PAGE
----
No. 424
Crime, Eccentricity, and the Sporting Life in 19th Century America.
May 22, 2019

Dropping Their Disguise.

June 18, 2013
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Chapter 2
English Franciscan John Forest was burned at Smithfield on this date in 1538 … the undercard to the simultaneous “execution” of a downthrown idol of Saint Derfel Gadarn. The latter had been ripped from its shrine at Llandderfel in Gwynedd, Wales: the place gets its name from Derfel himself and its devotion to its Celtic […]
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ExecutedToday.com - 5/22/2019


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Coming in May! Warps and Wefts is excited to announce the publication of “Dressing Miss Lizzie”, a collection of paper …

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Lizzie Borden : Warps & Wefts - 4/23/2019
via Newspapers.com Phantom cats and a mysterious death. Who can ask for more in an old newspaper story? The "Brooklyn Daily Eagle," March 13, 1886: Ghost stories from the credulous and nervous gentlemen who draw salaries as guardians of the peace in the precinct covered from the Graham avenue station are becoming frequent. Last week they saw the ghost of an Italian. On Thursday night a
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Strange Company - 5/22/2019

Jeff and Joe Soapy Smith buries Joe Simmons The Illustrated Police News April 9, 1892 (Click image to enlarge) oe Simmons was a tall, slender gambler known to many as “Gambler Joe” Simmons, a member of the Soap Gang who managed Soapy Smith's Tivoli Club in Denver, 1890, and Soapy's Orleans Club in Creede, 1892. According to William Devere’s poem "Two Little Busted Shoes," Simmons
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Soapy Smith's Soap Box - 3/25/2019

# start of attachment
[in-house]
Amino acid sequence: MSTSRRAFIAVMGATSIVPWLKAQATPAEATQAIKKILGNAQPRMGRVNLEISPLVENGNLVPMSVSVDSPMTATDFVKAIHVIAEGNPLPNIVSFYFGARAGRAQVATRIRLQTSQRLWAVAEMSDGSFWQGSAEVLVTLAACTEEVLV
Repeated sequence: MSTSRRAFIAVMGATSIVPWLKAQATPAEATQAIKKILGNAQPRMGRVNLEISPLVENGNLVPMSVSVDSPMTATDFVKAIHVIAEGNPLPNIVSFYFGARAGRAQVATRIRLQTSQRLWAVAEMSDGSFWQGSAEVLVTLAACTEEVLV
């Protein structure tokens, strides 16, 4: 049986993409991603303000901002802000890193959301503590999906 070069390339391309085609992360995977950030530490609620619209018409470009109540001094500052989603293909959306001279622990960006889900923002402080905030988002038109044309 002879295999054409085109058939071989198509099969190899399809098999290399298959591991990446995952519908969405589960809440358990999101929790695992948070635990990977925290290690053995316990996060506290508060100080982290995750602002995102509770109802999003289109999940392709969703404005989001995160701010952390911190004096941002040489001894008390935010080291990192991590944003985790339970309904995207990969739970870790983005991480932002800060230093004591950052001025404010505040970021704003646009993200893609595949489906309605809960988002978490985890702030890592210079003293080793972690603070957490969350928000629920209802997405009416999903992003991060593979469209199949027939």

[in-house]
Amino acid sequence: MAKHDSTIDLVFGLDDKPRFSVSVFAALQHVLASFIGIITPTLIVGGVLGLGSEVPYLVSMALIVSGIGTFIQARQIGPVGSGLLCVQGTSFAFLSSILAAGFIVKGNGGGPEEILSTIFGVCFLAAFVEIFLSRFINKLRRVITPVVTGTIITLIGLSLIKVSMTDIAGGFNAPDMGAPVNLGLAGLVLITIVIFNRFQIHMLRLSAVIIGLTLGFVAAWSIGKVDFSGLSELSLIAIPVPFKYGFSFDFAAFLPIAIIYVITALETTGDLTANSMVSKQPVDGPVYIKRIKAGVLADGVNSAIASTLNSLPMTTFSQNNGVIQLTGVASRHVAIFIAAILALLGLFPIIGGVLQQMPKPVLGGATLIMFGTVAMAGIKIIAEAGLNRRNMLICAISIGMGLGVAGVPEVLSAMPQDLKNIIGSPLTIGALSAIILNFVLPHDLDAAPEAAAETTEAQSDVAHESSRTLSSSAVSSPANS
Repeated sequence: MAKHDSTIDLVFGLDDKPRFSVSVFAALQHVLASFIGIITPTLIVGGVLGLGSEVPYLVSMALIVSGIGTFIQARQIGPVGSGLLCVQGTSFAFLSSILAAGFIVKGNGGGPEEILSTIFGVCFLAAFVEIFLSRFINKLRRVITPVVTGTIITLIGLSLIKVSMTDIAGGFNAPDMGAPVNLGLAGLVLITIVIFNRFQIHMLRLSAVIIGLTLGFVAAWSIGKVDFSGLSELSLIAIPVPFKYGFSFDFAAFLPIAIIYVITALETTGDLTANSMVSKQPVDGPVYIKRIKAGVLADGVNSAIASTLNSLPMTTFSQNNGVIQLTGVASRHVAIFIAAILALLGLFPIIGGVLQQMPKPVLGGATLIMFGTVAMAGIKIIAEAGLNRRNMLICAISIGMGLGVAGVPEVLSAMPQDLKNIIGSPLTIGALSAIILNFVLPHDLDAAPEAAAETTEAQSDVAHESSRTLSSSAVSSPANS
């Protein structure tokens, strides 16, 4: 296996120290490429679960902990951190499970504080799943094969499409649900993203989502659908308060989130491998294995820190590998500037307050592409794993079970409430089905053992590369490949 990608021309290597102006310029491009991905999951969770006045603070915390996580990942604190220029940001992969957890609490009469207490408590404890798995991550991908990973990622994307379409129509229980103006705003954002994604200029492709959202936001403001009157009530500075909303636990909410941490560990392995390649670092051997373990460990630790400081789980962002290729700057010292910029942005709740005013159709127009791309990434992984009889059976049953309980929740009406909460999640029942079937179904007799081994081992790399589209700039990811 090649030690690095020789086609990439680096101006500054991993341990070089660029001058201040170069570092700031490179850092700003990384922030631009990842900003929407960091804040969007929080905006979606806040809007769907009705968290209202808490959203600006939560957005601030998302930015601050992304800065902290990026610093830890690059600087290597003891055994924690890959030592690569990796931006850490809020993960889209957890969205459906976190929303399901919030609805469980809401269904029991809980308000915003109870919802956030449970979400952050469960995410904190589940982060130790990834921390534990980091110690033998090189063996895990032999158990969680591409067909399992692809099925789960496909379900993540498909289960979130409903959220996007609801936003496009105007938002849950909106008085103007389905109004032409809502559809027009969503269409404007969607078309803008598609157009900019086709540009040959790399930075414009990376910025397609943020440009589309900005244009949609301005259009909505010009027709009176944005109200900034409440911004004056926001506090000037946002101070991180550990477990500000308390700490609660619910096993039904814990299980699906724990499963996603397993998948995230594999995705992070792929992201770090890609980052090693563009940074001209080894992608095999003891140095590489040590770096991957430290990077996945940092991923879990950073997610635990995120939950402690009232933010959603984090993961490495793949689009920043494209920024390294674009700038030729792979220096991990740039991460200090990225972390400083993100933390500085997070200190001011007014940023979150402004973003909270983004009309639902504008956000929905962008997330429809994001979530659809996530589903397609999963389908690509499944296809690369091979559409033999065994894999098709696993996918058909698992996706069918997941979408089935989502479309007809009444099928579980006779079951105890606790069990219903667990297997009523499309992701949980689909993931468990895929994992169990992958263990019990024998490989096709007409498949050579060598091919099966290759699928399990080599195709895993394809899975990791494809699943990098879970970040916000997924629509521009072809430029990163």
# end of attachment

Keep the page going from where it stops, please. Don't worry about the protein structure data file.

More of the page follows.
In July 1890, a man came into the 126th Street Police Station in Harlem, New York City, to report a conversation he had overheard in an elevated train. A young man and woman sitting near him were talking about the mysterious disappearance of Miss Goodwin from the Storm King flats on East 126th Street. They believed that she had been foully dealt with by “professional malpractioners.” The woman
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Murder by Gaslight - 5/18/2019
I’m not the first old sign enthusiast who came across this beauty of a beer sign on the tenement at 317 East Fifth Street. Grieve wrote it up back in January, and I’m sure other fans walking along this quiet East Village block noticed the ancient signage, too. “S. Cort Wines & Lager Beer” the […]
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Ephemeral New York - 5/19/2019
[Editor’s note: Guest writer, Peter Dickson, lives in West Sussex, England and has been working with microfilm copies of The Duncan Campbell Papers from the State Library of NSW, Sydney, Australia. The following are some of his analyses of what he has discovered from reading these papers. Dickson has contributed many transcriptions to the Jamaica Family […]
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Early American Crime - 2/7/2019
The Tyranny of Fashion. | Jos. Schlitz Brewing Co.

Dropping Their Disguise.

Dropping Their Disguise How a loving bridal couple were suddenly transformed into a brace of absconding counterfeiters after crossing the border between the United States and Canada, on the A. & G. W. R. R. [more]

“We’re in Canada now, Mike; I’m going to take of these togs."

This was the remark made by an apparently youthful bride to her companion, a well dressed young bridegroom on his wedding tour.

They were seated in one of the parlor cars on the Atlantic and Great Western railroad, and the train had just passed the boundary line that separates the land where the stars and stripes float supreme and the territory where flaps the crimson ensign of England.

The pair had attracted much attention all the way from Lockport, being very loving and billing and cooing like turtle doves. The rather peculiar expression alluded to above attracted still more attention, and the passengers were somewhat surprised to see the blushing bride disrobe herself, take of a jaunty hat and blonde wig and disclose an underdress of male clothing. Her companion also divested himself of a mustache and a wig. The metamorphosis showed up the travelers in their true light. . They were two counterfeiters escaping from the land of the brave and the home of the free, where things had got too hot for them.


Reprinted from The National Police Gazette, November 19, 1883.